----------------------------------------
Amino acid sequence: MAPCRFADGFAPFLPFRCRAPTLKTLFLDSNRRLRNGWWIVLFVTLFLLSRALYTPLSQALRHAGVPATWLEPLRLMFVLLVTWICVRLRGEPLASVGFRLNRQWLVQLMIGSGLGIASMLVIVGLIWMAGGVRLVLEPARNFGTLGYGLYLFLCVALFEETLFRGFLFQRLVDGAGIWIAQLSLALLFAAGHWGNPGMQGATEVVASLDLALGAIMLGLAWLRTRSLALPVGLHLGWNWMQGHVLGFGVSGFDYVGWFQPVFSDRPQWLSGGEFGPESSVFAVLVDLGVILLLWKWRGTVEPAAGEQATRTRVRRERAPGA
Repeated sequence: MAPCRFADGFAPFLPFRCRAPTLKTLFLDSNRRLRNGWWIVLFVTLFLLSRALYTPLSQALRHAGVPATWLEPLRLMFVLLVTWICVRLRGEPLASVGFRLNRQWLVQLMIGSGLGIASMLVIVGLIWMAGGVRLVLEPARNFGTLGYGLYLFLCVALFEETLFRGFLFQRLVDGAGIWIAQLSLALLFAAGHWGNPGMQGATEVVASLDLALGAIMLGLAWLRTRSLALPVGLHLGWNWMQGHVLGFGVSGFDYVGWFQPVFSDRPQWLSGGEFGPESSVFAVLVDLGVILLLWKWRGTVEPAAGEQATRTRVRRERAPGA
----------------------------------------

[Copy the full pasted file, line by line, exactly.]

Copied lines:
Amino acid sequence: MAPCRFADGFAPFLPFRCRAPTLKTLFLDSNRRLRNGWWIVLFVTLFLLSRALYTPLSQALRHAGVPATWLEPLRLMFVLLVTWICVRLRGEPLASVGFRLNRQWLVQLMIGSGLGIASMLVIVGLIWMAGGVRLVLEPARNFGTLGYGLYLFLCVALFEETLFRGFLFQRLVDGAGIWIAQLSLALLFAAGHWGNPGMQGATEVVASLDLALGAIMLGLAWLRTRSLALPVGLHLGWNWMQGHVLGFGVSGFDYVGWFQPVFSDRPQWLSGGEFGPESSVFAVLVDLGVILLLWKWRGTVEPAAGEQATRTRVRRERAPGA
Repeated sequence: MAPCRFADGFAPFLPFRCRAPTLKTLFLDSNRRLRNGWWIVLFVTLFLLSRALYTPLSQALRHAGVPATWLEPLRLMFVLLVTWICVRLRGEPLASVGFRLNRQWLVQLMIGSGLGIASMLVIVGLIWMAGGVRLVLEPARNFGTLGYGLYLFLCVALFEETLFRGFLFQRLVDGAGIWIAQLSLALLFAAGHWGNPGMQGATEVVASLDLALGAIMLGLAWLRTRSLALPVGLHLGWNWMQGHVLGFGVSGFDYVGWFQPVFSDRPQWLSGGEFGPESSVFAVLVDLGVILLLWKWRGTVEPAAGEQATRTRVRRERAPGA